The Big Sleep by Raymond Chandler
The Big Sleep was published in 1939 and is the first novel in a crime series featuring detective Philip Marlowe. Raymond Chandler needs no introduction really. We know him as having a huge impact on the crime fiction genre and his Philip Marlowe novels are popular still. The title, The Big Sleep, is a euphemism for death – an apt title for a crime novel I think. According to wikipedia a lot of Chandler’s novels were created by cannibalising from his short stories. The Big Sleep‘s core apparently comes from two short stories entitledKiller in the rain (1935) and The Curtain (1936). This copy pasting of the short stories to create The Big Sleep led to the famous confusion over who killed the chauffeur when the 1946 film was being made. When asked for clarification of this confusion Chandler said he didn’t know who had killed the chauffeur. Chandler cared much more about the characters and the descriptions in his novels than the plot. That isn’t to say that his plots weren’t good or complicated but rather that he wasn’t concerned with tying up every tiny little detail in the end. The other elements of his novel were of great importance too which in today’s crime genre may be slightly sacrificed. Chandler was known for his attention to detail and this is what makes him great. In Sean Clark’s review of The Big Sleep he says:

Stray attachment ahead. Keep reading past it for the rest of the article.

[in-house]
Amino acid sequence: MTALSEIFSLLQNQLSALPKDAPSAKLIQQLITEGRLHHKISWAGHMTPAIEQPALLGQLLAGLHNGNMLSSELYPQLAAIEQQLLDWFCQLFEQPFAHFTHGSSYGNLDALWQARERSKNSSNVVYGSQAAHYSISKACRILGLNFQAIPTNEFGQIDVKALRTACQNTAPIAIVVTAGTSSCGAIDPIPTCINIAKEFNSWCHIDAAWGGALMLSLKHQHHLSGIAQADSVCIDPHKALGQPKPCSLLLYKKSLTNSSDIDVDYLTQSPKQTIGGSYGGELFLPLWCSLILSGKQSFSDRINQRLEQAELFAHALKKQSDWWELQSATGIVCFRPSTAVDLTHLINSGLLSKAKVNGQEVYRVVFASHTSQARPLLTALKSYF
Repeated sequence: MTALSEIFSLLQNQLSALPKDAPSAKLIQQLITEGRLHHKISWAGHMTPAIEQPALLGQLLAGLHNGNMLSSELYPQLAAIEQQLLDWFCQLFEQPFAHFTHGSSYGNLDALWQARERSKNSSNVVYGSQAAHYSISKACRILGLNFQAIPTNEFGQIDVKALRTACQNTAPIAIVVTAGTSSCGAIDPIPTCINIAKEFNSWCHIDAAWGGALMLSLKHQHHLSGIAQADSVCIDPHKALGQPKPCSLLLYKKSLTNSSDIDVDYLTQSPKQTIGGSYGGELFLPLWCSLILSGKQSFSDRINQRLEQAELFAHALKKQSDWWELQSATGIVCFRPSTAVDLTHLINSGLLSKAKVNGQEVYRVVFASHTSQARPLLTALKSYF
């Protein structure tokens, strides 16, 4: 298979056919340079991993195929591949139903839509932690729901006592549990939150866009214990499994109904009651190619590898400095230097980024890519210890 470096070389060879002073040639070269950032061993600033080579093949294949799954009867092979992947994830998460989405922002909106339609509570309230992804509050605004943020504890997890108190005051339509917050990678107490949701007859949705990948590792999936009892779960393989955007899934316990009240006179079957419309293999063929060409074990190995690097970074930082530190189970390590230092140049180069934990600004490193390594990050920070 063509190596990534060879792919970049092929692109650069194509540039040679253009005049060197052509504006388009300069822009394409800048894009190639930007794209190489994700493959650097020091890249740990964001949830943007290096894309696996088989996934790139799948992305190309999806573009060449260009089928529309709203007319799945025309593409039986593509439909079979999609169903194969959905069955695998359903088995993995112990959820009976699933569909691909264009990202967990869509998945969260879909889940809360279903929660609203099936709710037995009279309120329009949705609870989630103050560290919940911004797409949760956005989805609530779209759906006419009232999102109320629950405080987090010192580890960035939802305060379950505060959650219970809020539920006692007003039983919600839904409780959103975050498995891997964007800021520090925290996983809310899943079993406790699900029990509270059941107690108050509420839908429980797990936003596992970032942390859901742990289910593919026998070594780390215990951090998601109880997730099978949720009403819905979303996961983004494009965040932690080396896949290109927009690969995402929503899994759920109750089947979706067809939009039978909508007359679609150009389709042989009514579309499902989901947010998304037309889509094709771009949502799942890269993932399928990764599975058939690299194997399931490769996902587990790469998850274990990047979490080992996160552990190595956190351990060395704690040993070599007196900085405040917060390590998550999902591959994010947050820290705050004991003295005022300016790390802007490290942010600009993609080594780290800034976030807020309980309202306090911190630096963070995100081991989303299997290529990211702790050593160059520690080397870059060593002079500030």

“This book is short and awesome. If you like mysteries and crime fiction at all–even if all you’ve read is Steig Larsson–and you haven’t already read The Big Sleep, go for it”
Grossman of the TIME summarises all too well what the novel is about and the feel of it:
“I was neat, clean, shaved and sober, and I didn’t care who knew it. I was everything the well-dressed private detective ought to be.” This sentence, from the first paragraph of The Big Sleep, marks the last time you can be fully confident that you know what’s going on. The first novel by Raymond Chandler, who at the time was a 51-year-old former oil company executive, is a mosaic of shadows, a dark tracery of forking paths. Along them wanders Philip Marlowe, a cynical, perfectly hard-boiled private investigator hired by an old millionaire to find the husband of his beautiful, bitchy wildcat daughter. Marlowe is tough and determined, and he does his best to be a good guy, but there are no true heroes in Chandler’s sun-baked, godforsaken Los Angeles, and every plot turn reveals how truly twisted the human heart is.”
What else is there to say about this famous novel? I’m sure a lot of people have read it. What did you think of it?